shareholder is not taxed twice: once when the S corporation earns income (that
it retains) and again when the shareholder sells his or her shares. Alternatively, as you may have guessed, when income is distributed to a shareholder, a corresponding decrease in his or her basis is effected.
Tip: An S corporation--or any other pass-through entity for that matter--that
anticipates retaining earnings for business purposes, as opposed to distributing
them, should consider distributing enough income so that each shareholder can
pay his or her tax liability.
Shareholders can be taxed on contribution of appreciated property
If a shareholder contributes appreciated property to the S corporation, he or she
will be taxed as if the property had been sold unless the requirements of
Section 351 are met. Section 351 applies only during the formation of a
corporation and requires, among other things, that the shareholders contributing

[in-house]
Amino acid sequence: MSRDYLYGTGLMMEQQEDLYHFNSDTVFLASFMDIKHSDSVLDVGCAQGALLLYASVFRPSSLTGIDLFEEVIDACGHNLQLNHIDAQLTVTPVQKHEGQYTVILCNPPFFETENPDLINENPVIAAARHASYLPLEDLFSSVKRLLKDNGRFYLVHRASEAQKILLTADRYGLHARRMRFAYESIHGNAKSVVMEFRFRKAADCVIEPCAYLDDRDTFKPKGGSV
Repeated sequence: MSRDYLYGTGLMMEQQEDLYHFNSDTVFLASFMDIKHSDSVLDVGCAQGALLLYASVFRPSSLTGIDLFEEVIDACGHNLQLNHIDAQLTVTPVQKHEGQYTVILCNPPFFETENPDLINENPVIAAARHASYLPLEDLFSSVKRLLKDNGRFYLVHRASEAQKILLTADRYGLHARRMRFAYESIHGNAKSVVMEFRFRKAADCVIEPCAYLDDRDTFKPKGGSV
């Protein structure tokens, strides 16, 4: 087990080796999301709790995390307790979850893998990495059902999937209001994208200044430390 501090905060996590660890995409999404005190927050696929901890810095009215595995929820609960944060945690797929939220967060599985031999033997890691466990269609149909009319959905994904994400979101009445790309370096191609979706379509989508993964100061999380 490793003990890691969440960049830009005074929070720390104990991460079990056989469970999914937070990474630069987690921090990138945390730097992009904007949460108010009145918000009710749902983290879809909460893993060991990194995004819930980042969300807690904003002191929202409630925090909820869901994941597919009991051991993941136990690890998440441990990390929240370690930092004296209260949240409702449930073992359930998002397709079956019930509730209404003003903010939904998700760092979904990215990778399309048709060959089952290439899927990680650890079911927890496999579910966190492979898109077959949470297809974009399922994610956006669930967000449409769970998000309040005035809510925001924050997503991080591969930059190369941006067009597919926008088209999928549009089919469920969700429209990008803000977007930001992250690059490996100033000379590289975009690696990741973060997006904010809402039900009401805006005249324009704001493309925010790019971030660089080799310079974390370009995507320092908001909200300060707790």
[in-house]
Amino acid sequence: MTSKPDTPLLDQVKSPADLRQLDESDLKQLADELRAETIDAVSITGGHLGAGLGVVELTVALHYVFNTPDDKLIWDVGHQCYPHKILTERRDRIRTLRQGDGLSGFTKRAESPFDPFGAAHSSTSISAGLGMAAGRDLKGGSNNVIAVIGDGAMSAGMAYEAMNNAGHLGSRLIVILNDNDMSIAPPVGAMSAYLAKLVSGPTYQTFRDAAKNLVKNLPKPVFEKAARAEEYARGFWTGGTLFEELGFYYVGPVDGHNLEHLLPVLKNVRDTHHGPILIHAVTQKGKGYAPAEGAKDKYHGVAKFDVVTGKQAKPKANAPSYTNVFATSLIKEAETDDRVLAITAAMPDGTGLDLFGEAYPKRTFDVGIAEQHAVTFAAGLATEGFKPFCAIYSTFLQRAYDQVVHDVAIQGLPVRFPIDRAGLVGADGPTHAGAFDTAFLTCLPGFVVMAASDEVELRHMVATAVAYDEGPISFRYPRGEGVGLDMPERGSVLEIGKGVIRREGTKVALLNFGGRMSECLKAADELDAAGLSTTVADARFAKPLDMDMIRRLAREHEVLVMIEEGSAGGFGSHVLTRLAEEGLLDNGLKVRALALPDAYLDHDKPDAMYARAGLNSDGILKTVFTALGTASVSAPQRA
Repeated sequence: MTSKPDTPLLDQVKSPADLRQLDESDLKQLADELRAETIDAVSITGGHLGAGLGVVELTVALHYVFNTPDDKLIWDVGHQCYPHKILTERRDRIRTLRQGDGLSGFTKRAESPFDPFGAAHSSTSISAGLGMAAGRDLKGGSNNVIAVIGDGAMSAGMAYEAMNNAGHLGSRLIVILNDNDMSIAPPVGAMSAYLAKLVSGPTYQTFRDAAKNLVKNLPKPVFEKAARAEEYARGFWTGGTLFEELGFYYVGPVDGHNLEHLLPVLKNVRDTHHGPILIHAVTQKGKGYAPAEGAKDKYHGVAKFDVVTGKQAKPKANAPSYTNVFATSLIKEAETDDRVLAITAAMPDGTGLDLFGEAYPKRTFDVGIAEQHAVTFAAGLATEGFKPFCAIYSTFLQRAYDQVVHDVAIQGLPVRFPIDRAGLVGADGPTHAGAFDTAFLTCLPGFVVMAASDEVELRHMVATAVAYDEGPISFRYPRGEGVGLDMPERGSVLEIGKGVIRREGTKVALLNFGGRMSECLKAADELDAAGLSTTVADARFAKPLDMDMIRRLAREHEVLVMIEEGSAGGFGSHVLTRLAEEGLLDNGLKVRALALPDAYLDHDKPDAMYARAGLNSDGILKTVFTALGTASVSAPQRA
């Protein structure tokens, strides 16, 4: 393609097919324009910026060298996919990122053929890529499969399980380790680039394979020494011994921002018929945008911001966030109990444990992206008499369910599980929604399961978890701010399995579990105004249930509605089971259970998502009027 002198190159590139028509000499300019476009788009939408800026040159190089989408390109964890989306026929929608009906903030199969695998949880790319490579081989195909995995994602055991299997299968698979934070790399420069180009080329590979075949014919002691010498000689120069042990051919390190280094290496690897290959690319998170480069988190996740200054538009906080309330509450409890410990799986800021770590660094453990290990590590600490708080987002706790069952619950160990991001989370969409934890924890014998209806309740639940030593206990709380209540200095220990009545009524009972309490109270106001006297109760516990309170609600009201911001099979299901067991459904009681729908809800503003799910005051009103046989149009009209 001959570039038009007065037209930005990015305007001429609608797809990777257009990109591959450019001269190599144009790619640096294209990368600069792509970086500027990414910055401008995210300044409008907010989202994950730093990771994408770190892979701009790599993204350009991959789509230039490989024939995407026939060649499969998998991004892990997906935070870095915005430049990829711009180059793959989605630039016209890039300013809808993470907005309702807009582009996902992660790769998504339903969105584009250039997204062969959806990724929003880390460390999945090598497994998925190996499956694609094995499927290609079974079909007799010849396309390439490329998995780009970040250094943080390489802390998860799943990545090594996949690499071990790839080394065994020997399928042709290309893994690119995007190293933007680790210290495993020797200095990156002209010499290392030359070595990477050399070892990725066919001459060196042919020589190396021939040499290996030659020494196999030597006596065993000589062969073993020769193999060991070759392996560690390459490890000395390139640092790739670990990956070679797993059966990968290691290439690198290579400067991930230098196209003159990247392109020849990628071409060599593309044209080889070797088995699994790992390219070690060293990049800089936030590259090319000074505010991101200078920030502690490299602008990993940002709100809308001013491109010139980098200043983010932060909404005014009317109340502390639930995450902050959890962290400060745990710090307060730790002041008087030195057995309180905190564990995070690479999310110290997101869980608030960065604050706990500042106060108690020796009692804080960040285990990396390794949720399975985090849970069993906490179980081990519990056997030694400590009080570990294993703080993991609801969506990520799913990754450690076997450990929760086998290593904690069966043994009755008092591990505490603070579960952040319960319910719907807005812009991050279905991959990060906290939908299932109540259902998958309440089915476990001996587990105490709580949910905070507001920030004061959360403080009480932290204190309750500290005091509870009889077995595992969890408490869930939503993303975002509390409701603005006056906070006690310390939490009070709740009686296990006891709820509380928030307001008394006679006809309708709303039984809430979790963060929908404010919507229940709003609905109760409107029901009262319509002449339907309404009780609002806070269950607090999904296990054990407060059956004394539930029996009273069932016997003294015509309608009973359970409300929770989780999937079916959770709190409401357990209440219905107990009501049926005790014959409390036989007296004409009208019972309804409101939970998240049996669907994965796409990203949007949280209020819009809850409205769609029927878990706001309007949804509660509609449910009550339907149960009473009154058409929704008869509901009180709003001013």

property in exchange for stock must control 80 percent or more of the stock
immediately after the exchange. Regarding partnerships, however, control of the
business entity is not required. Gain or loss is generally not recognized (either at formation or subsequently) when a partner contributes property to a partnership solely in exchange for a partnership interest. However, there may be later consequences for a partner who contributes appreciated property, including possible recognition of gain.
Fringe benefits are taxable to certain shareholder employees
An S corporation can deduct the cost of tax-favored fringe benefits provided to
employees. With the exception of certain owner-employees, employees don't have